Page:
Ancient Monuments

History on the Ground

This site is entirely user-supported. See how you can help.

Hillfort known as The Castle Fort at Castlebank Plantation

A Scheduled Monument in Aldridge North and Walsall Wood, Walsall

We don't have any photos of this monument yet. Why don't you be the first to send us one?

Upload Photo »

Approximate Location Map
Large Map »

If Google Street View is available, the image is from the best available vantage point looking, if possible, towards the location of the monument. Where it is not available, the satellite view is shown instead.


Latitude: 52.6272 / 52°37'37"N

Longitude: -1.9098 / 1°54'35"W

OS Eastings: 406200.697185

OS Northings: 303270.961015

OS Grid: SK062032

Mapcode National: GBR 3CZ.9Z2

Mapcode Global: WHBFW.M7S8

Entry Name: Hillfort known as The Castle Fort at Castlebank Plantation

Scheduled Date: 24 January 1958

Last Amended: 24 November 1999

Source: Historic England

Source ID: 1017244

English Heritage Legacy ID: 30056

County: Walsall

Electoral Ward/Division: Aldridge North and Walsall Wood

Built-Up Area: Stonnall

Traditional County: Staffordshire

Lieutenancy Area (Ceremonial County): West Midlands

Church of England Parish: Walsall Wood St John

Church of England Diocese: Lichfield


The monument includes the buried and earthwork remains of the slight
univallate hillfort at Castlebank Plantation. It is located on the crown of a
hill, to the north west of Castle Hill Road.

A bank and outer ditch encloses a roughly oval area oriented south east to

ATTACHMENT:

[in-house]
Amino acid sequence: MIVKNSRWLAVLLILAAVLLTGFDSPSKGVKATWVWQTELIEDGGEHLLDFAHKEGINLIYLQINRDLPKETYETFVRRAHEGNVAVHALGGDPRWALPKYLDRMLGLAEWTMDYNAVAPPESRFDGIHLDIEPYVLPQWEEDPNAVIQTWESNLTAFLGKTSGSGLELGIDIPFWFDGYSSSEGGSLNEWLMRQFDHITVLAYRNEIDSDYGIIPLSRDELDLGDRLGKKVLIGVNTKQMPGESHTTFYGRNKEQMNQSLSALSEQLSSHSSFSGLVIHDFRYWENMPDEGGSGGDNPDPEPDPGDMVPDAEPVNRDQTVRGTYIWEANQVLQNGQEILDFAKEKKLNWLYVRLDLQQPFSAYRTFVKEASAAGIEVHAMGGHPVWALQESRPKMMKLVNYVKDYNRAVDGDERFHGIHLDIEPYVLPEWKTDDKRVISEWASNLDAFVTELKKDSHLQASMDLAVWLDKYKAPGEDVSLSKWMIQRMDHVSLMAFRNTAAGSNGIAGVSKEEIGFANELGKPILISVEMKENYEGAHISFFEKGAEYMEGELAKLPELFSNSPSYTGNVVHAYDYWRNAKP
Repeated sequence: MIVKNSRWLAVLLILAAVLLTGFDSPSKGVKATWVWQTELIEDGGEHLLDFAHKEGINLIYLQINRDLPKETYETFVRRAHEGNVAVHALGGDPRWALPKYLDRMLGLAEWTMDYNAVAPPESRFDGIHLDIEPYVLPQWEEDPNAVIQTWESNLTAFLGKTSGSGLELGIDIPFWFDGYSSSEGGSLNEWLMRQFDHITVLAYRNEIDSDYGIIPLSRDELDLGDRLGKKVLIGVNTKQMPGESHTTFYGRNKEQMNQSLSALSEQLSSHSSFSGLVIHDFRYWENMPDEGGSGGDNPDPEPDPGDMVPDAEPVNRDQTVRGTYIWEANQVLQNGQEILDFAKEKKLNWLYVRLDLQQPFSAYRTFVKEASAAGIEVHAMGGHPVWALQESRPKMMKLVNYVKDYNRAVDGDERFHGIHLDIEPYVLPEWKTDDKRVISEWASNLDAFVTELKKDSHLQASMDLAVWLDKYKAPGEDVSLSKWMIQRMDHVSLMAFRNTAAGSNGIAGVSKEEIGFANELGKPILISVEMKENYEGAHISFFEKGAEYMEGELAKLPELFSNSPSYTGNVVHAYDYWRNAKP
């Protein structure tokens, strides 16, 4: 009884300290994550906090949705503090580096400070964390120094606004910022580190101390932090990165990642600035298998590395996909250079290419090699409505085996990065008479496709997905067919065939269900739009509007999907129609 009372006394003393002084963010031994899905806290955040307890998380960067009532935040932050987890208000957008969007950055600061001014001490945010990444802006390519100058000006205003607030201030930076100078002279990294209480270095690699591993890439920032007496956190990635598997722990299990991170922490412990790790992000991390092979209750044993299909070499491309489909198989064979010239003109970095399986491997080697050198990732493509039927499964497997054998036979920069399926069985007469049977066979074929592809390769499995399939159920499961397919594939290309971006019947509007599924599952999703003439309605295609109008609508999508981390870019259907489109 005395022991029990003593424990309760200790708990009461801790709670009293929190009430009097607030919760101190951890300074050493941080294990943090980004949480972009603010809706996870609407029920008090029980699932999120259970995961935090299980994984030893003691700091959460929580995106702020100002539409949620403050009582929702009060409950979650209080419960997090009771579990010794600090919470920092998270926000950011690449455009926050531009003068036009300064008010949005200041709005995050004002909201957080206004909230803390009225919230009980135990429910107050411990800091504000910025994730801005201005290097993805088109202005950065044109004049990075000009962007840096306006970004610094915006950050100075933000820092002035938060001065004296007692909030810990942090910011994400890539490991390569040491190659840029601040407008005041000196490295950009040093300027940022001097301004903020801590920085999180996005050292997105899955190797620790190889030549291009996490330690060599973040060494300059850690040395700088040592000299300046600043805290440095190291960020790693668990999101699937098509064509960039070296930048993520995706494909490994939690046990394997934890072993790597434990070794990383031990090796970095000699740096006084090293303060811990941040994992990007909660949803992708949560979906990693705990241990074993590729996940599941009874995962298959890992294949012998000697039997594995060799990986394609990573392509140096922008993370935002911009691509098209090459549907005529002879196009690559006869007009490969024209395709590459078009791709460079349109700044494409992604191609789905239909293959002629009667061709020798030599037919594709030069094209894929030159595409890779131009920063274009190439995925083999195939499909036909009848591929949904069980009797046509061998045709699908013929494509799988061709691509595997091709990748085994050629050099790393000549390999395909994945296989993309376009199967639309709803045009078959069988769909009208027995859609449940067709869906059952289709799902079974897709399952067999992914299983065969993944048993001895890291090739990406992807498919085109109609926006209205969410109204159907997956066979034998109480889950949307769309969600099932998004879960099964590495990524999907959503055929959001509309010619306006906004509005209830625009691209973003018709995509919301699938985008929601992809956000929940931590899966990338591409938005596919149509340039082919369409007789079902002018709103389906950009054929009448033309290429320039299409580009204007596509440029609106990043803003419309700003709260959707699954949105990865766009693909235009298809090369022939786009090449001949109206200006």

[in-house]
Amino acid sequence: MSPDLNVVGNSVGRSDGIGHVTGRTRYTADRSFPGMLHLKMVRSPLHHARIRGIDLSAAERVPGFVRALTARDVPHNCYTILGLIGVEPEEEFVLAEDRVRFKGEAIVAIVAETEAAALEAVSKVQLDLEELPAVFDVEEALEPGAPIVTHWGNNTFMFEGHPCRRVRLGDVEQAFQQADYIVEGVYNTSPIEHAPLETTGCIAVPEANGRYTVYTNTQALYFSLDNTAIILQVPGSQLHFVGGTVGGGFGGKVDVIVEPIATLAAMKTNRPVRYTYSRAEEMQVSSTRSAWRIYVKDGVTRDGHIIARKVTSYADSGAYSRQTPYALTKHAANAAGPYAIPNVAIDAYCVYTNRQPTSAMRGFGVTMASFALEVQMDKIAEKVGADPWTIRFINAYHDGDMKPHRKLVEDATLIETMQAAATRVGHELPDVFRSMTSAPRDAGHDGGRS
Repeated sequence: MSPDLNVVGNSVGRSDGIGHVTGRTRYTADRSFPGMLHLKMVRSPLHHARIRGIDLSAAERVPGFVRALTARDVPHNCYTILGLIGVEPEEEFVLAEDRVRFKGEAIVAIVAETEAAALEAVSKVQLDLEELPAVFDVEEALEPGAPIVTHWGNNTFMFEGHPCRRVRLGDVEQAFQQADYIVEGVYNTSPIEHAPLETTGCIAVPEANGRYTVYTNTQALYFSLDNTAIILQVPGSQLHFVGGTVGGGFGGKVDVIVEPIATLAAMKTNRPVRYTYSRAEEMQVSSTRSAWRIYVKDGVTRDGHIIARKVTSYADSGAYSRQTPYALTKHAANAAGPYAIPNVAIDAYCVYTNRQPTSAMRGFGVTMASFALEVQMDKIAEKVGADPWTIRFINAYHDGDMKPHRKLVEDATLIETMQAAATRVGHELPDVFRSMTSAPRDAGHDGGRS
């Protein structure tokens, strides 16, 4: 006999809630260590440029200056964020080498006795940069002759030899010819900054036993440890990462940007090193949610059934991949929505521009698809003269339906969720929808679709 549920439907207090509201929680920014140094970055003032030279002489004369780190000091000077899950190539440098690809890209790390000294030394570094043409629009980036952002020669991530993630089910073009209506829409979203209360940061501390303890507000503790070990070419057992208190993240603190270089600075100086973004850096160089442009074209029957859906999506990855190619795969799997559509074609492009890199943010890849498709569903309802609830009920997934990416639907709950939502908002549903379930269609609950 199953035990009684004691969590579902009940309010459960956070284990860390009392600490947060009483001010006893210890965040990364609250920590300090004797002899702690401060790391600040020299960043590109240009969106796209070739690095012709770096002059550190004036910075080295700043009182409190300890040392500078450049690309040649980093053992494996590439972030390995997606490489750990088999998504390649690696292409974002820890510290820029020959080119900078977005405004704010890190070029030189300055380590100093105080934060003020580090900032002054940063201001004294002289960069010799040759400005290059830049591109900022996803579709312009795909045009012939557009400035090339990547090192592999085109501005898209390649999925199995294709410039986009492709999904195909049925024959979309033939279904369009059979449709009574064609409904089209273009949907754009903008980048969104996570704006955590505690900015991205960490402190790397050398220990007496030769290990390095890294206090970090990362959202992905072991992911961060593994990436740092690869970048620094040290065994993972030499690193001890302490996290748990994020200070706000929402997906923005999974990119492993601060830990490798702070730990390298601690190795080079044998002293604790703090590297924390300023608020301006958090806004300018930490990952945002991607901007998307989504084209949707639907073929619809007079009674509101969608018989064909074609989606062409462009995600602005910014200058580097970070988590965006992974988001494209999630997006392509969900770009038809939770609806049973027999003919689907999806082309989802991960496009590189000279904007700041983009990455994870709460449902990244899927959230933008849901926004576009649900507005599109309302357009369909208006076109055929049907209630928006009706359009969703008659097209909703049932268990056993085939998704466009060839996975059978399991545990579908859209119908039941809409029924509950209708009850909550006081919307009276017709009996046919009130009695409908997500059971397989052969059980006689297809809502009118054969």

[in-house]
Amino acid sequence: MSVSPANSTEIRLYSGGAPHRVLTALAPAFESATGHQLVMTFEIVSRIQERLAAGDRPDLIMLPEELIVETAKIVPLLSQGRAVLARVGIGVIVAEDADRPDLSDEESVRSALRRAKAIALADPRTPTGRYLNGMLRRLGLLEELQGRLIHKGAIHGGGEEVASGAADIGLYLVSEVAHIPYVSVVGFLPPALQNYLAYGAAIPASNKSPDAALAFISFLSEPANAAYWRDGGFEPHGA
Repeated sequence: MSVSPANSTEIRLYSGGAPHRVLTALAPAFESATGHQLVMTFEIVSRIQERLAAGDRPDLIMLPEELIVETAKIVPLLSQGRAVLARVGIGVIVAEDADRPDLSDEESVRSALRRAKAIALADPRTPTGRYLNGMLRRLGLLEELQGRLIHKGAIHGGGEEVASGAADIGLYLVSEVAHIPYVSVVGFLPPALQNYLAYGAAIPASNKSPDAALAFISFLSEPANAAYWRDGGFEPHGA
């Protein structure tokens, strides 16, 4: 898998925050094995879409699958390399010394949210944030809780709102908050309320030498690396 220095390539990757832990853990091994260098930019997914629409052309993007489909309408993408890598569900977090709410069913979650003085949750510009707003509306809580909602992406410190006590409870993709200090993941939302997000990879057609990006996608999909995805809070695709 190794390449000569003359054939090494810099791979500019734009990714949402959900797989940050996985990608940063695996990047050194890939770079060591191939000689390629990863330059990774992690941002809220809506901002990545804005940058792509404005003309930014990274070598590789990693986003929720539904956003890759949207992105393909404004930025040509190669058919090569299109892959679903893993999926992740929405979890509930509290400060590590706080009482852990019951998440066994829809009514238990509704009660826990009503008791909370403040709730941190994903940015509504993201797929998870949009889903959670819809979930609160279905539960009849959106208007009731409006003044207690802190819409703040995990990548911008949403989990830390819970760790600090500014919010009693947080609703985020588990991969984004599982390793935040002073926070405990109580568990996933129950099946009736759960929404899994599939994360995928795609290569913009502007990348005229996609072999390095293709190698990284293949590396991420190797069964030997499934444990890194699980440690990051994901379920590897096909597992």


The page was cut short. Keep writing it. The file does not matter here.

north west and measuring 170m long and 140m wide. The earthworks are best
preserved on the north, east, south and parts of the west side, where the bank
varies between 1m and 2m high and up to 8m wide, and the ditch is 1m to 2m
wide and up to 4m deep. There are indications of a further ditch to the north
east and south east, which suggest that the hillfort may originally have been
bivallate with two rings of defences. Where there are small areas of erosion
in the bank it can been seen that the bank was constructed from earth and
river washed cobbles.

In the north west corner of the hillfort a deep former clay pit, now
containing a pond has removed the traces of the banks and ditch, and an access
drive cuts the earthworks on the south western angle. These are not included
in the scheduling. Breaks in defences to the north east where the land slopes
gently to the north suggest that this is an original entrance to the hillfort.
In the south east on the external slope of the bank are the remains of deep
quarry pits.

Small scale excavation and archaeological observation in advance of
development undertaken in the 1980s and 1990s have indicated that
archaeological remains survive within the hillfort despite the construction of
the house and outbuildings.

Castle Fort, a jettied half timbered house with brick and stone was
reconstructed on the hillfort having been moved from its original site in
Wales. In addition, two imported timber framed barns are located within the
banks at the crown of the hill.

Castle Fort, the timber framed barns and all modern paths and surfaces are
excluded from the scheduling, although the ground beneath these features is

The site of the monument is shown on the attached map extract.

Source: Historic England

Reasons for Scheduling

Slight univallate hillforts are defined as enclosures of various shapes,
generally between 1ha and 10ha in size, situated on or close to hilltops and
defined by a single line of earthworks, the scale of which is relatively
small. They date to between the Late Bronze Age and Early Iron Age (eighth -
fifth centuries BC), the majority being used for 150 to 200 years prior to